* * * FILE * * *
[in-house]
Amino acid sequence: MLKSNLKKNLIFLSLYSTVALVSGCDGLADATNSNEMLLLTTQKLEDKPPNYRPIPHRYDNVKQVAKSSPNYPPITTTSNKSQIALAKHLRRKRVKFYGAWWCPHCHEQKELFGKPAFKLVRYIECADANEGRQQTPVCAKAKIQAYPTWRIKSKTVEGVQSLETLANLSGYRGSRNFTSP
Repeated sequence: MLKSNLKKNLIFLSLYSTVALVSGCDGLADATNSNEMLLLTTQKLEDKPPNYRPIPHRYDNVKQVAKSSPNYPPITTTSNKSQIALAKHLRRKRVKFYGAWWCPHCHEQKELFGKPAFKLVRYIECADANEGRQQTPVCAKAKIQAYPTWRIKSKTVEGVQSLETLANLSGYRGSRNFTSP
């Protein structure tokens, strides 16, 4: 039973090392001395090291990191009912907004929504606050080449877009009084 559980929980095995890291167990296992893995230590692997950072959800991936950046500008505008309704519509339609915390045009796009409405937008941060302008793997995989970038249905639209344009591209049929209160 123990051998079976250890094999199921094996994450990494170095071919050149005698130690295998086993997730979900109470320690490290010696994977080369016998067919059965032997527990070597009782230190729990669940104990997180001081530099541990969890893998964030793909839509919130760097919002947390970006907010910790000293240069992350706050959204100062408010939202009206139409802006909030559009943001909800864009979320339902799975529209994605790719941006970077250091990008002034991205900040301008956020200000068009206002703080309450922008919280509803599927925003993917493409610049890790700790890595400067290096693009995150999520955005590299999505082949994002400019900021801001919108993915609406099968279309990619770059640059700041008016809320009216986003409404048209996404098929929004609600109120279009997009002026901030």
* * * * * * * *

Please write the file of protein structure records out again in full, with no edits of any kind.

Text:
[in-house]
Amino acid sequence: MLKSNLKKNLIFLSLYSTVALVSGCDGLADATNSNEMLLLTTQKLEDKPPNYRPIPHRYDNVKQVAKSSPNYPPITTTSNKSQIALAKHLRRKRVKFYGAWWCPHCHEQKELFGKPAFKLVRYIECADANEGRQQTPVCAKAKIQAYPTWRIKSKTVEGVQSLETLANLSGYRGSRNFTSP
Repeated sequence: MLKSNLKKNLIFLSLYSTVALVSGCDGLADATNSNEMLLLTTQKLEDKPPNYRPIPHRYDNVKQVAKSSPNYPPITTTSNKSQIALAKHLRRKRVKFYGAWWCPHCHEQKELFGKPAFKLVRYIECADANEGRQQTPVCAKAKIQAYPTWRIKSKTVEGVQSLETLANLSGYRGSRNFTSP
């Protein structure tokens, strides 16, 4: 039973090392001395090291990191009912907004929504606050080449877009009084 559980929980095995890291167990296992893995230590692997950072959800991936950046500008505008309704519509339609915390045009796009409405937008941060302008793997995989970038249905639209344009591209049929209160 123990051998079976250890094999199921094996994450990494170095071919050149005698130690295998086993997730979900109470320690490290010696994977080369016998067919059965032997527990070597009782230190729990669940104990997180001081530099541990969890893998964030793909839509919130760097919002947390970006907010910790000293240069992350706050959204100062408010939202009206139409802006909030559009943001909800864009979320339902799975529209994605790719941006970077250091990008002034991205900040301008956020200000068009206002703080309450922008919280509803599927925003993917493409610049890790700790890595400067290096693009995150999520955005590299999505082949994002400019900021801001919108993915609406099968279309990619770059640059700041008016809320009216986003409404048209996404098929929004609600109120279009997009002026901030």